I’ve recently spent quite a bit of time driving around the country visiting our sister charities in the south west. Like us they are independent rural community development charities and part of the national ACRE Network but each one is subtly different from the others. Each charity was established by local people in response to local needs and demands and as a result they offer different services; and yet there is a common thread that links us all together. Over time these charities have come together to form our national network and this network is unique – 39 members covering the whole of England, dedicated to improving quality of life and life chances for rural people.
Our predecessors recognised the strength that came from working in partnership with others and strove to help local communities benefit form a national support system. Many good things have resulted from this including the development of shared projects and best practice, the creation of other charities such as the Community Foundations; and the provision of top class support for thousands of community owned assets. All of which has been underpinned by our network contract with Defra.
With all things disparate, over time connections become weaker, sharing dwindles and the understanding of why we do the things we do becomes blurred in the mist of time. The proverbial old dog pretends that he cannot learn anything new and thinks nor would he want to, when in reality there is always the opportunity to learn and refresh what we are about.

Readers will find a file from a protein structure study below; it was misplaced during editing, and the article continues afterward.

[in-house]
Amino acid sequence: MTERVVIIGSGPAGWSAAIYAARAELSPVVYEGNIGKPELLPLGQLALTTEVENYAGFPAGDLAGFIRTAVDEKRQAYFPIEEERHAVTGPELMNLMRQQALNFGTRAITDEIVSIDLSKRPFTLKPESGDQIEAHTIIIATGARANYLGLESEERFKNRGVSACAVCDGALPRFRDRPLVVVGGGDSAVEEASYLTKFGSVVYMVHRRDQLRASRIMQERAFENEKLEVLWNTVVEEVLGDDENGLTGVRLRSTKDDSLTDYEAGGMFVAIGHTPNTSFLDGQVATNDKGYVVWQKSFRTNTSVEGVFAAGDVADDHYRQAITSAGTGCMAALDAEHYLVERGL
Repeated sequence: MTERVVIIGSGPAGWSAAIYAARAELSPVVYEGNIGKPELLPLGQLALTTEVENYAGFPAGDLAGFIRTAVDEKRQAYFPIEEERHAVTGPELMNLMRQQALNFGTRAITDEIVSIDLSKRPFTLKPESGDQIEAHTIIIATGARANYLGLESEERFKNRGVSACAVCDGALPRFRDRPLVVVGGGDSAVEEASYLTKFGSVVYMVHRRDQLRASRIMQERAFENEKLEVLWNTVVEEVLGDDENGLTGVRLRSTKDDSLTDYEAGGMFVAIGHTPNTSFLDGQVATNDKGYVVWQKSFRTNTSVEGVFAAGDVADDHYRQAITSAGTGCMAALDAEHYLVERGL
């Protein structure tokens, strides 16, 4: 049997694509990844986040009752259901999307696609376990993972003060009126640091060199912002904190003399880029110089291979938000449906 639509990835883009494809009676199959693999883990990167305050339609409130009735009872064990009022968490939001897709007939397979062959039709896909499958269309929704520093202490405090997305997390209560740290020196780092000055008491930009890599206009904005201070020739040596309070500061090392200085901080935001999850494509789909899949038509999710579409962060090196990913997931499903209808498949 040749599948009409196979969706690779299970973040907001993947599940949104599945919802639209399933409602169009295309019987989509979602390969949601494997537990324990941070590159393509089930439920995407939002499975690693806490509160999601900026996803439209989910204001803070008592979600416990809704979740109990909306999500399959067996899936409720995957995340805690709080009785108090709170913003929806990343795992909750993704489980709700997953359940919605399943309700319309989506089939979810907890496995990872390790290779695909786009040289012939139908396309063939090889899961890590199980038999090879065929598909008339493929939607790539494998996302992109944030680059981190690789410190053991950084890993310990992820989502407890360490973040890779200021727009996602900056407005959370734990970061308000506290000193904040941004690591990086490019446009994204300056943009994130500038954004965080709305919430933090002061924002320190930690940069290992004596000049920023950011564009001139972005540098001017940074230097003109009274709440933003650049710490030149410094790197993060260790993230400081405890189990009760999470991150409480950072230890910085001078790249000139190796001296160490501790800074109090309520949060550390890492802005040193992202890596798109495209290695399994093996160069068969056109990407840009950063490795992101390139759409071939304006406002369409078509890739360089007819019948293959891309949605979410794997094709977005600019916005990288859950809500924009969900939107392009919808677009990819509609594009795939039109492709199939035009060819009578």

So back to my recent road trip, I was tasked with two others to meet all 39 members of our network and root out their areas of excellence; to discuss the purpose and value of partnership working and how we could become better at it; and from this to draw up a list of recommendations that will help all of us to weather the current funding maelstrom that the poor state of our public finances has led to.
You would think that trying to tie together such a diverse range of charities would be an impossible task, but actually it was rather inspiring and rewarding. We share a common set of values and aims, a spirit of dogged determinism and entrepreneurial flair that quite took my breath away. Yes some of us are smaller than others but all of us are trying our very hardest to support those most vulnerable and marginalised in our rural communities. We encourage these communities to be ambitious and plan for brighter futures through neighbourhood planning, community led housing, community transport schemes, community owned pubs and groups that tackle social isolation. The commonality is to be found in the way that we value and encourage self-help, volunteering, determination.
I am really proud of our network and I am obviously particularly proud of Community Lincs. We may not be the biggest in our network but we certainly punch well above our weight and are prepared to learn from others. So this particular old dog is quite prepared to learn new tricks, especially if it means we can continue to support people in Lincolnshire for just a bit longer.
To find out exactly what we are doing at the moment I recommend that you have a look at our website www.communitylincs.com or follow us on Twitter @community_lincs. I bet there is something on there that would be of benefit to you and your family too, from saving money on your heating bills to finding out what’s on in your village hall. Then maybe you can get in touch to let us know how we are doing.